For the past two weeks I’ve been at my parents’ house and when we leave from here on Friday, we go to my brother-in-law’s house in Connecticut for one more week. It’s not a vacation. It’s just, what my mother calls, a change of scenery. I still have to cook, clean, take care of kids, run errands, etc. But I at least get to do all those things and spend time with my parents and grandparents.
Yesterday my brother brought his kids down to South Florida from Orlando for the day. This is a photo of my dad and four of his five grandchildren:
My dad was on his way to a formal meeting, as you can tell.
Here’s why this is important: last week I wrote about my grandparents, and them getting old; now I want to talk about the future. I have been nostalgic for being seventeen years old, having my grandparents take care of me, and the “good old days”. I’m realizing, as the days go by, that what is important to them is their children, grandchildren and great grandchildren. At this point, the future is important to them and these kids represent that future. Therefore, it behooves me to change my focus too.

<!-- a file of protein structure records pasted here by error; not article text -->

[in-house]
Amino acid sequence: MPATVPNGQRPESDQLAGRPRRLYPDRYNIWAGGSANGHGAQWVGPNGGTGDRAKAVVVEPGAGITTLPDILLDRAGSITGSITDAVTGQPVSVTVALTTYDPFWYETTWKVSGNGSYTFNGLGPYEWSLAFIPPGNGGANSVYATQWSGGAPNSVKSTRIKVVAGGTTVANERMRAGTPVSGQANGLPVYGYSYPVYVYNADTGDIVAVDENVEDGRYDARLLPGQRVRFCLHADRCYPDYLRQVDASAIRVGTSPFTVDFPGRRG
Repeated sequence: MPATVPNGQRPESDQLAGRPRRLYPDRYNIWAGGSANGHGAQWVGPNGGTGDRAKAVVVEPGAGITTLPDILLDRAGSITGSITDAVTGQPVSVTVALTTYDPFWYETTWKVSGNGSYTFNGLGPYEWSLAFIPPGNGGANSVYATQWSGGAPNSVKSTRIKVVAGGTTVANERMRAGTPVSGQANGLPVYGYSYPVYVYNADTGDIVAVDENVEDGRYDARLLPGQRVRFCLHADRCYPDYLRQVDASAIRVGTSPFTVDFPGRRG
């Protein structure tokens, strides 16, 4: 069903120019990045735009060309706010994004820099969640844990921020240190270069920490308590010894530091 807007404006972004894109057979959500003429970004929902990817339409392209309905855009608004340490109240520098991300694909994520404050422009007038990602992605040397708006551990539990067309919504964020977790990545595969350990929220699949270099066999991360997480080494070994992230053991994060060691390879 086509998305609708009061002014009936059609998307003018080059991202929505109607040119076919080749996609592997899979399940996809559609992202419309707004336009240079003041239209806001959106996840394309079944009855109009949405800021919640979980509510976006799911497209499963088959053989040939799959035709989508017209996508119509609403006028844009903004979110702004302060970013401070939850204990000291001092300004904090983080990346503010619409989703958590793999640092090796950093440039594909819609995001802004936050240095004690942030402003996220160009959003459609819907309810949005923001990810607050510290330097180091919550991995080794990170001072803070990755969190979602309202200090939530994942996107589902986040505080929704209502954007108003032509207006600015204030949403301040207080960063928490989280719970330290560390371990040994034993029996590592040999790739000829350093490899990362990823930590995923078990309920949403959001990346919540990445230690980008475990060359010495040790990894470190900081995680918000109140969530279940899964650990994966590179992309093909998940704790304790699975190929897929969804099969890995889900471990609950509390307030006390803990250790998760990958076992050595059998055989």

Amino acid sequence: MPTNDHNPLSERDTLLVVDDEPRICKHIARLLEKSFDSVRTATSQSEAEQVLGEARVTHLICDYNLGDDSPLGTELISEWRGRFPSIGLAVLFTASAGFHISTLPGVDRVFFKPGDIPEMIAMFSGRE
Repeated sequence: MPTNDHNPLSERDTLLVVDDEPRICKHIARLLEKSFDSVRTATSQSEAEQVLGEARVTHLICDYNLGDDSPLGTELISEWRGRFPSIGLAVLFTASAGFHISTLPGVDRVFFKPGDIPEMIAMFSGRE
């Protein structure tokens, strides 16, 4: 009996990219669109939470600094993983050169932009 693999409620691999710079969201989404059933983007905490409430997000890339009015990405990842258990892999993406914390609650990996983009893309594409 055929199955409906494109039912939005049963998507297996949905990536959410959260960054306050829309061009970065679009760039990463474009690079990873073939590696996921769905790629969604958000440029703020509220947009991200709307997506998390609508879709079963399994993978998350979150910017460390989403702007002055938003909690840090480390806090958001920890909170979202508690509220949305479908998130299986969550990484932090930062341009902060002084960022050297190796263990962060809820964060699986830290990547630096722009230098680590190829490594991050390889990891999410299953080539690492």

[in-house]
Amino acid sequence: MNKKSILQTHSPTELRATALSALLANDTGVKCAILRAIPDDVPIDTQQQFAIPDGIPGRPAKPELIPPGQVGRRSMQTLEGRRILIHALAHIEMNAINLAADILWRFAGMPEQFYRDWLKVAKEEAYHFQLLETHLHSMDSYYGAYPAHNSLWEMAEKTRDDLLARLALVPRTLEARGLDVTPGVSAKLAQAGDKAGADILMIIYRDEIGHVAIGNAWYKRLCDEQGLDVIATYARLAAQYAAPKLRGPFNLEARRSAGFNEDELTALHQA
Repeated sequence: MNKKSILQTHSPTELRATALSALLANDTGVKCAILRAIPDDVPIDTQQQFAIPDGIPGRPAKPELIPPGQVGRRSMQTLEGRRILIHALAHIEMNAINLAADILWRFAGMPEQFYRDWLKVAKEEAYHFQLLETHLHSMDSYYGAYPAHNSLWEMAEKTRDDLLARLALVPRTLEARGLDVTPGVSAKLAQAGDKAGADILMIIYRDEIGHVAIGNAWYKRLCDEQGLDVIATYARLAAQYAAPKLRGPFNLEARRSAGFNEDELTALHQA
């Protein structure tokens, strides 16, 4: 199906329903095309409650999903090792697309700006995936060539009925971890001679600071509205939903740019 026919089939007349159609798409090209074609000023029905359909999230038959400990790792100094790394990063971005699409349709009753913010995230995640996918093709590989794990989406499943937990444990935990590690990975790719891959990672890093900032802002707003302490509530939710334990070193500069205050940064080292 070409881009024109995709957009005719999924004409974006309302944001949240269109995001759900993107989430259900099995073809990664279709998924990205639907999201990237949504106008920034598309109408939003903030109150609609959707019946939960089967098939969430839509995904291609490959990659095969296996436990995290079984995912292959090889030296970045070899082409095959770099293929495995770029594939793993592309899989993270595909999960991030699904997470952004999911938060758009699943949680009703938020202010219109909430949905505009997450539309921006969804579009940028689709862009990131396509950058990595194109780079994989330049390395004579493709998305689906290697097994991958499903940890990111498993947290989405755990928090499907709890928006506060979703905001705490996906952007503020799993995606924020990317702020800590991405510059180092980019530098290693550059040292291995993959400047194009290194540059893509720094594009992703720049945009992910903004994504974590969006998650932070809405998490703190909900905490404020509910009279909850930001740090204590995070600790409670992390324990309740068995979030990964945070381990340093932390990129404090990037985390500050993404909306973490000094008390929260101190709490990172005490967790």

Last night, my husband and I took my grandmother out for dinner. She is sharp as a tack at nearly 89 years old.
Though she needs a walker to get around, there is nothing at all wrong with her memory and she often remembers things I’ve forgotten. She reminds me that my job is to take care of these kids and make sure that they grow up to be the best people they can be. I have to guide them through their growing years, to college, and beyond so that when they are my age and looking back, they have good memories and feel nostalgic. Nostalgia can be a wonderful thing. We wouldn’t have a yearning for the past if it wasn’t a wonderful place to be. When they get to be my age, I hope they can look back and feel as wonderful as I do about the way I grew up.